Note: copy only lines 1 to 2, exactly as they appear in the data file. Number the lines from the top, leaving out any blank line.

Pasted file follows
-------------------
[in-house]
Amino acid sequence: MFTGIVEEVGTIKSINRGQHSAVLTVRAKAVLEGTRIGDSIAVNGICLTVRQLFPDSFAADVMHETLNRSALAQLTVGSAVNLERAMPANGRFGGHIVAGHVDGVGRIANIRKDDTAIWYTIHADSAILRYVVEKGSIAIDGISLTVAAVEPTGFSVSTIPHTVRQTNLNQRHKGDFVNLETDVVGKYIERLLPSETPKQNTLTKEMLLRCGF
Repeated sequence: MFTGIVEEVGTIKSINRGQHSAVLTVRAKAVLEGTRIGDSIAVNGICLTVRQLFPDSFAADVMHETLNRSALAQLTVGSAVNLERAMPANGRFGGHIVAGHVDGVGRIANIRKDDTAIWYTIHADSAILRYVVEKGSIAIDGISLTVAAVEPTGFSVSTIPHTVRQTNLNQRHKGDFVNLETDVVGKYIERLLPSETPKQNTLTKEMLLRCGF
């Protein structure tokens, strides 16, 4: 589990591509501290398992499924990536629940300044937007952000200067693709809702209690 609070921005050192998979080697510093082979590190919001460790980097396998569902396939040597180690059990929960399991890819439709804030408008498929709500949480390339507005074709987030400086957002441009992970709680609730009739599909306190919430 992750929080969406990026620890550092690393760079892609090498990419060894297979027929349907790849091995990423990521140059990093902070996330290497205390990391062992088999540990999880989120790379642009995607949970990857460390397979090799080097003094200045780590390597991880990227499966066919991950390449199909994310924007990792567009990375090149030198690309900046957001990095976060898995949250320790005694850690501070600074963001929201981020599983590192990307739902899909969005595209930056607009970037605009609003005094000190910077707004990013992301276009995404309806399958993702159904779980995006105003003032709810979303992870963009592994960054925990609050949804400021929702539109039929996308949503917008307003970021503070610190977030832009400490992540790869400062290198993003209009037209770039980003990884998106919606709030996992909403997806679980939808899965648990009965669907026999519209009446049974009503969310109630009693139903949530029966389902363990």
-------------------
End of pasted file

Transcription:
[in-house]
Amino acid sequence: MFTGIVEEVGTIKSINRGQHSAVLTVRAKAVLEGTRIGDSIAVNGICLTVRQLFPDSFAADVMHETLNRSALAQLTVGSAVNLERAMPANGRFGGHIVAGHVDGVGRIANIRKDDTAIWYTIHADSAILRYVVEKGSIAIDGISLTVAAVEPTGFSVSTIPHTVRQTNLNQRHKGDFVNLETDVVGKYIERLLPSETPKQNTLTKEMLLRCGF